Could you comment on this?
And finally, I have two arguments against the existence of God I’d love to get your thoughts on. They are near the end of my blog on knowledge and belief, which I also linked to above, but I’ll quote them here:
So why am I an atheist, then? If I don’t know for sure, why do I not believe?
The main problem is infinite regress. Most believers ultimately come to this idea that the universe, and us, are too complex to have just popped into existence. They use this as evidence of a higher power.
The problem is, they are using what’s called a double standard. They do not apply this same line of thinking to God, when they should. And it should apply because any creator would have to be infinitely more complex than the universe and all within it in order to create it.
For starters, God has to be corporeal in order to interact with reality. Already, that’s complexity. God would also have to have the power to create. Even more complex. Then, God would have to have the knowledge of how to use that power and an understanding of what he/she/it was creating, which means imagination. This god also has to have the imagination to come up with, and the knowledge to understand, all the laws of nature and physics and the quantum world. And if we’re talking about Yahweh, it gets even worse, because he has to have the ability to interact with us on a daily basis, answering prayers and whatnot. But even if we’re just talking about the Pandeistic concept, the principle still stands: any god concept would have to be many orders of magnitude more complex than the universe and all within it in order to create it all.
So if the idea that we’re too complex to have happened by chanced is true, then the same must apply to our creator, which means our creator has to have a creator… the problem is, that would go on forever.
The other problem I have with the God Hypothesis is that the deity is always supreme. It created even time. But the problem with this is that time is not a finite property. If there is no time, then when did God create? Time is required for action. No time, no space. No space, no movement. No movement, no action. It becomes very clear that time cannot have been created, but has always existed. So there is at least one thing that was around before God. But see, without time, there is no space. Which means we now have two things that existed before God; both time and space. But then, what about matter? Matter is, of course, a form of energy. And you need both as a material in order to create universes, stars, planets, and life. But if there’s no matter or energy, then what did God use to create it?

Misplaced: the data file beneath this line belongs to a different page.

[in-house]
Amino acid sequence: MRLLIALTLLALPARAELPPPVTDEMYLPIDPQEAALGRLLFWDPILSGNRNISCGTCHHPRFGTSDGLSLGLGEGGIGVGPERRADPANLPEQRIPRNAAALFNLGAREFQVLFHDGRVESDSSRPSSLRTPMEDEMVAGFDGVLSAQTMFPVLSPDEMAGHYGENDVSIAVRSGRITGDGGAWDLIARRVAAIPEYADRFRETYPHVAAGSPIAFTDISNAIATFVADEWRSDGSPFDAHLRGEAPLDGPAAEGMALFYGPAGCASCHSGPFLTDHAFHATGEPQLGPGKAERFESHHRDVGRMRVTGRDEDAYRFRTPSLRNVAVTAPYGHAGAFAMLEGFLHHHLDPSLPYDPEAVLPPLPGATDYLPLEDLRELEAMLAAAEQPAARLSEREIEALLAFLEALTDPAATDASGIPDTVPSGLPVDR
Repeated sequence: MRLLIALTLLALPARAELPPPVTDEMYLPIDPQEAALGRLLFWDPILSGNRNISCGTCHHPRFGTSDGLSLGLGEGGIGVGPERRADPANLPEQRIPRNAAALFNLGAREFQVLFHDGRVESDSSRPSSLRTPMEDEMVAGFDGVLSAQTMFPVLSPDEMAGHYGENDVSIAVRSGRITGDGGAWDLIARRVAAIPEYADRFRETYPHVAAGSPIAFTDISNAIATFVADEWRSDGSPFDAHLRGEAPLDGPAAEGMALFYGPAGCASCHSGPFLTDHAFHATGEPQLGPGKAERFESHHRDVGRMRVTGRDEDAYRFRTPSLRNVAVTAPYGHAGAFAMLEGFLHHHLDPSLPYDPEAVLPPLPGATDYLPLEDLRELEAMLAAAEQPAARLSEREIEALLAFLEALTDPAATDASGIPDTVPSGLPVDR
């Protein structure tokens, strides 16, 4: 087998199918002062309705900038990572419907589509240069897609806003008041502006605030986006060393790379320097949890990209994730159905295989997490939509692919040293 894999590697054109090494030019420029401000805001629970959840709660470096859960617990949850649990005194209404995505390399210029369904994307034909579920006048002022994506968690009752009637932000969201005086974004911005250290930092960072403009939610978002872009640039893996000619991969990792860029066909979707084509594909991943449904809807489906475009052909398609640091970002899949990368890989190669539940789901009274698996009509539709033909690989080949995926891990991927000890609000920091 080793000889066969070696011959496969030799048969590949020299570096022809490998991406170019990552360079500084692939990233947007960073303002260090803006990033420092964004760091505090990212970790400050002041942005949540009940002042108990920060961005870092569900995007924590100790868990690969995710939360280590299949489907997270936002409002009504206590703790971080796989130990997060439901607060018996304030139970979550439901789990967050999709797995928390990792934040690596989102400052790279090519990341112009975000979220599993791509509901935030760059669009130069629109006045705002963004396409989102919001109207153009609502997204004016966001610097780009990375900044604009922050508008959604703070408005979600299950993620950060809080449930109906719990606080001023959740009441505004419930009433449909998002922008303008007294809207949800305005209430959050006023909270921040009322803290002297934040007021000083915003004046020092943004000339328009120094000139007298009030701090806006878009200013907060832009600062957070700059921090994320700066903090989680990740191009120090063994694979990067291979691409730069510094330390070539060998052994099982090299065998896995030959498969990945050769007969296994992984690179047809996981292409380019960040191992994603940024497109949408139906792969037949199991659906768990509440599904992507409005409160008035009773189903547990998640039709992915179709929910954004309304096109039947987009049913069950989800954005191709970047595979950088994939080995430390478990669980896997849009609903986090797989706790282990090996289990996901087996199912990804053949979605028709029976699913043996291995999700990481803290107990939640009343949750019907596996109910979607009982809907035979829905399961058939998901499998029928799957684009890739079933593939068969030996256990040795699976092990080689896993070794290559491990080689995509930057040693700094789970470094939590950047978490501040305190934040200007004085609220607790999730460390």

And now we have time, space, matter, and energy all having to exist forever in order for there to be existence in the first place.
So space, time, matter, and energy have to have existed forever. Add that to the Problem of Complexity, as it were, and the entire God Hypothesis runs into some severe roadblocks. You end up with gods that are really nothing more than hyper-advanced aliens. I know that a tiny amount of people are fine with this, but most aren’t, especially considering what the word “god” implies.
To end, I actually struggle, like you, with morality. I tend to believe that morality is relative, and I argue constantly from that perspective. However, I do admit that there’s an arbitrariness of morality if it is relative that I am constantly struggling to square away. So I can appreciate your dilemma from that regard.
However, I simply can’t believe that morality is objective because of humanity. No matter what, it seems quite obvious that morality is, indeed, relative. Different cultures have different morals, as do different time periods. When you study both human history and culture, you realize that morality is a zeitgeist. Things that were once considered moral are no longer so today, things considered moral today were not considered so once upon a time, and even in the present, different people have different ideas of what is and what is not moral (consider the current fight over abortion: it is certainly a moral issue from the point-of-view of those who are “pro-life”).
Hitler is a popular argument against moral relativity, but I always point out that Hitler himself did not believe he was evil. He truly believed that what he was doing was moral, good, and right. He truly believed that he what he was doing was best for Germany and the world. He was not some comic book villain who did it all “in the name of evil.”
The only reason I think Hitler was wrong is because of my belief that you have the right to do whatever you want as long as you do not violate the right of somebody else to do whatever they want. Hitler violated that very right of nearly 13 million people. I don’t believe he should have. But if I could argue with Hitler today, I know he’d disagree with me.
And that is the point of moral relativism. I agree that it is not emotionally satisfying, and so I understand why people would judge such a position by saying “you can’t judge if something is good or bad”. I say we can because of evolution, because I do think the fact that we evolved to be a social species, and thus we evolved to be altruistic, and we culturally developed our morals from that basic altruistic instinct, is a good enough explanation of the origins of morality that it satisfies my problems with the idea of moral relativity.
All of that is simply to say that I understand where your coming from. It is your jump to Catholicism, an institution that I truly believe is evil because of how it has in the past, and continues to, violate the rights of others to do whatever they want, that I simply do not understand.
I apologize for the length of this blog, but I had a lot to say. I wish you luck in your journey, Leah, wherever it may take you.